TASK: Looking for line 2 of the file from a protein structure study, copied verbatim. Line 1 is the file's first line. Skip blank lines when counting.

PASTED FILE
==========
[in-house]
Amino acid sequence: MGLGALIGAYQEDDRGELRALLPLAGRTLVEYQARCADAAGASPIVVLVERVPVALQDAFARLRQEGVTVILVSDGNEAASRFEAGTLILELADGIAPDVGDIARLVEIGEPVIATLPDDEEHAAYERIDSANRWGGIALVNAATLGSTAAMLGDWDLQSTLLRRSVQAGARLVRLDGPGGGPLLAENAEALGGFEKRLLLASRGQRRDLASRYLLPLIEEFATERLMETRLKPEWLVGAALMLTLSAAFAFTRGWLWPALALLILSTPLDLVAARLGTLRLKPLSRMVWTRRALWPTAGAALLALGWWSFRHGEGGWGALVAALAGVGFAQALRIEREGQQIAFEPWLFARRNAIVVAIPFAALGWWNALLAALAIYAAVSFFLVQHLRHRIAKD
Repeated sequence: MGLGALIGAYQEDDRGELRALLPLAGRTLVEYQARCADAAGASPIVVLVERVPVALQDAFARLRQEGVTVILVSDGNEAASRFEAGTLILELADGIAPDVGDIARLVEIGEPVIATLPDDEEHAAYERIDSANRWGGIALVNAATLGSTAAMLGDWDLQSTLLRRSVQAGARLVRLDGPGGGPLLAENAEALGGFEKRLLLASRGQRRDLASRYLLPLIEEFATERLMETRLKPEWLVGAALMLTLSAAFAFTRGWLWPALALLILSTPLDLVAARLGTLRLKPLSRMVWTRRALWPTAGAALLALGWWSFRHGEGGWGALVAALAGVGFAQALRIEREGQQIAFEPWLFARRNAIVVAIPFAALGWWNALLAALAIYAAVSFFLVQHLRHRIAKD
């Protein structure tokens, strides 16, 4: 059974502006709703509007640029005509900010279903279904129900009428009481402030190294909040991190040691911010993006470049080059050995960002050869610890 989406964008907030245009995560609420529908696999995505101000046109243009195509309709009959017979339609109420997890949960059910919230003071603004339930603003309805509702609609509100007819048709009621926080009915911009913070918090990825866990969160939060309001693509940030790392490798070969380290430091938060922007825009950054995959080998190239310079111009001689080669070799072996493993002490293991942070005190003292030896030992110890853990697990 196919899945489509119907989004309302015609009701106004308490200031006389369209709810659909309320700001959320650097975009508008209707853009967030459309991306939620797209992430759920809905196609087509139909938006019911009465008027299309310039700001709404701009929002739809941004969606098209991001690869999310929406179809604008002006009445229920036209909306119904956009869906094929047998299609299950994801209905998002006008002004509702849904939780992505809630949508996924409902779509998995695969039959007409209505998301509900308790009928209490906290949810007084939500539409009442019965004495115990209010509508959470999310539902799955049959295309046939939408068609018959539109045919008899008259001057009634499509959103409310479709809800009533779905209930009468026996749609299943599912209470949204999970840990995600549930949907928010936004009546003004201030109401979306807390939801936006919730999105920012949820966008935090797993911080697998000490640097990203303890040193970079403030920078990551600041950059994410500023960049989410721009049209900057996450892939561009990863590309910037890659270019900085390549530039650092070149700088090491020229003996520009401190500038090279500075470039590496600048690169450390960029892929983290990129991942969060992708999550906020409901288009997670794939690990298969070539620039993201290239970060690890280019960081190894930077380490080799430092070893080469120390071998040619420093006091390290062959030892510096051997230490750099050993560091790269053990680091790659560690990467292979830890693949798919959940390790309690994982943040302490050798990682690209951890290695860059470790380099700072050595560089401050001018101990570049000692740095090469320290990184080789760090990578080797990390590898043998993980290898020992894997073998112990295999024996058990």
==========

Amino acid sequence: MGLGALIGAYQEDDRGELRALLPLAGRTLVEYQARCADAAGASPIVVLVERVPVALQDAFARLRQEGVTVILVSDGNEAASRFEAGTLILELADGIAPDVGDIARLVEIGEPVIATLPDDEEHAAYERIDSANRWGGIALVNAATLGSTAAMLGDWDLQSTLLRRSVQAGARLVRLDGPGGGPLLAENAEALGGFEKRLLLASRGQRRDLASRYLLPLIEEFATERLMETRLKPEWLVGAALMLTLSAAFAFTRGWLWPALALLILSTPLDLVAARLGTLRLKPLSRMVWTRRALWPTAGAALLALGWWSFRHGEGGWGALVAALAGVGFAQALRIEREGQQIAFEPWLFARRNAIVVAIPFAALGWWNALLAALAIYAAVSFFLVQHLRHRIAKD